Blog post

Mother tongues: four languages of the African diaspora

Poetry, writing and music in Guadeloupe Creole, Twi, Ewe and Xhosa

by
Marijke Everts (opens in new window) (Europeana Foundation)

Languages evolve and change over time. Their beauty lies in the countless similarities and differences that tell our stories and make cultures rich. History shows that ruling powers, through laws and educational systems, dictated what languages, dialects and accents should be seen as favourable or mandatory.

When you come from a place where your country's official language has been imposed through colonisation and your mother tongue is seen as secondary or even tertiary, a mixed feeling towards preservation and pride or even inferiority can manifest in different ways.

This blog takes a looks at languages from Guadeloupe, Ghana and South Africa - places with a history of European colonisation - through poetry, literature and music in an effort to show appreciation and take a glimpse through different eyes.


A poem Creole from Guadeloupe

Kréyòl

Kréyòl ki lang an mwen
Pou ki yo vlé palé-w yen ki pou di mo sal?
Pou ki sa ou konsidéré kon lang san klas?
....

Kréyòl ki lang an mwen
San jété fwansé, an vlé ou ni plas a-wPas an pli a lez évé-w
Kréyòl ki lang an mwen

Creole

Creole is my language
Why do they want to practice you just to say dirty words?
Why are you considered as a language which has no class?
....

Creole is my language
Without rejecting French, I want you to have your place
Because I am more comfortable with you
Creole is my language

This is an extract from Kréyòl by Éric Amiens written in 1985, addressing societal attitudes at the time towards speaking Creole.

To hear what Guadeloupe Creole sounds like, listen to the tale of Totor on Europeana.


Literature in Twi and poetry in Ewe from Ghana

ASƐM BƐN NI?

...Mo yɛ a meremma. Yie, obi se hwɛ ne ti, ma me nwane. Ah! Meome rete oo obi rentwa mu ha? Afei deɛ mɛba. Ɔtwe bɛbrɛ na ɔbɔmɔfoɔ nso bɛbrɛ yie. Biribi awɔ m’atikɔ. Ɛdeɛn na awɔ m'atikɔ ama mapue yi? Ɛyɛ me ahi nti mɛsu.

Yei ne asɛm a ɛsii wɔ afe mpem,ɔha-nkron aduonum, Yawoada premtobrɛwɔ Maame Ayensua dankora a wasiesie no soronko...

WHAT'S ALL THIS?

...I can decide not to come. Look at his head, said one of them, let me run. Ah, no one passes by here? I have to come this time around. Just as the antelope will be tired, so will the hunter also get very tired. Something has hit my occipital region.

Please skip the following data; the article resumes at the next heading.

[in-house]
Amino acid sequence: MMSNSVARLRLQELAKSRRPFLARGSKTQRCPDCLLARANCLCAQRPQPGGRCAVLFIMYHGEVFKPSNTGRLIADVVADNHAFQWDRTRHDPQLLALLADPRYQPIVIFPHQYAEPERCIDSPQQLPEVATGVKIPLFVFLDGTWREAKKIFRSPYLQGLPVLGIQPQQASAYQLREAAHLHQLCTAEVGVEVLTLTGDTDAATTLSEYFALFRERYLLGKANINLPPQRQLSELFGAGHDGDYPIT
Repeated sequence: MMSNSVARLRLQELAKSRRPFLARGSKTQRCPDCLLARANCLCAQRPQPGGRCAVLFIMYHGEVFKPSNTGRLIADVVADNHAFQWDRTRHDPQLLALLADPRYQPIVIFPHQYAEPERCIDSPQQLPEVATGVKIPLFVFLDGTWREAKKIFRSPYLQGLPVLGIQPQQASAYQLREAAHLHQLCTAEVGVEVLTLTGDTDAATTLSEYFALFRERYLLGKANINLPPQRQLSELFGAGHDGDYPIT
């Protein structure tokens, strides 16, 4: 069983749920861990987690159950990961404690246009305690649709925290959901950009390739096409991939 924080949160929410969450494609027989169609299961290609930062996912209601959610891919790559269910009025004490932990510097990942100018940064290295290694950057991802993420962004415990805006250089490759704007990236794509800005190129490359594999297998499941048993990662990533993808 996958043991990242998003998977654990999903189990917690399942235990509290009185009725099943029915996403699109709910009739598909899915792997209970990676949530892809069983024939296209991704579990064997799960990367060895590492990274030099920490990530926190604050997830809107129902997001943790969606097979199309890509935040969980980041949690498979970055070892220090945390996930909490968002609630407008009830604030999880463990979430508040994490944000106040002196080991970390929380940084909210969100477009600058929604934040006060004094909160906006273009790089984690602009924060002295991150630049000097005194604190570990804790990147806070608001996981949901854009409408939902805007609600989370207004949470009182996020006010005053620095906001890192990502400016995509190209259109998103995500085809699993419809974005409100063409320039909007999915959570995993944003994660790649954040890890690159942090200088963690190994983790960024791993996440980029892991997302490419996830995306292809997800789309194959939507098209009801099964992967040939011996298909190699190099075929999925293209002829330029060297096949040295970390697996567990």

What at all could hit the back of my head for me to pop out like this? It hurts so I’ll cry.

This is an incident that occurred one Thursday in 1950 at Maame Ayensua’s single room which she had been refurbishing beautifully...

This is an extract from ASƐM BƐN NI? in Twi by Bilobi Delphina Jentina Asaaseyaa, published in 2015 - a narration of a baby in her mother's womb in a home made labour room with a local nurse and a man present.

To hear what Twi sounds like, listen to a song called Ode adure aye me on Europeana.

Ewe can be heard in a spoken word performance called Mↄkpↄkpↄ (Hope) by Ghanaian artist Fafanyo The Pryme.

Fafanyo The Pryme reveals that the poem starts calling out evil spirits, acknowledging their existence and how we decide if they affects our lives since we have stronger spirits within us. One of the things or the spirits we have in us is hope, which keeps us even if we are in darkness or in the midst of these evil spirit or whatever challenges we find ourselves in.

'I didn't literally mean evil spirits but I used that as a metaphor for the things that wear us out and put us at the verge of giving up.

The idea is to make Hope a spiritual thing, which I think it is because within us is the very capability to overcome anything at all and the key to that is Hope. Only if we do not sleep and slip into death, we can fight on and get to our desired destination and expectations if we are strong enough.'


A song in Xhosa from South Africa

Qongqothwane

Igqirha lendlela
Nguqongqothwane,
Igqirha lendlela
nguqongqothwane
Igqirha lendlela,
nguqongqothwane \

Sebeqabele egqith' apha
Nguqongqothwane
Sebeqabele egqith' apha
Nguqongqothwane
Sebeqabele egqith' apha
Nguqongqothwane \

Knock-knock Beetle

The witch doctor of the road
He's the knock-knock beetle,
The witch doctor of the road
He's the knock-knock beetle,
The witch doctor of the road
He's the knock-knock beetle. \

He passed by here
He's the knock-knock beetle,
He passed by here
He's the knock-knock beetle,
He passed by here
He's the knock-knock beetle. \

Qongqothwane is a traditional wedding song of the Xhosa people of South Africa. It is sung for good fortune.

The witch doctor gives Xhosa's newly-weds good blessings and advice for the future. Children play with knocking beetles, and they are said to lead them home. The witch doctor is like the beetle, he leads the newlyweds to a new future together in a similar way as the beetle leads children home to where they belong.

The song has been made internationally famous by Xhosa singer Miriam Makeba and is widely known as 'The Click Song'.

Literature Music Africa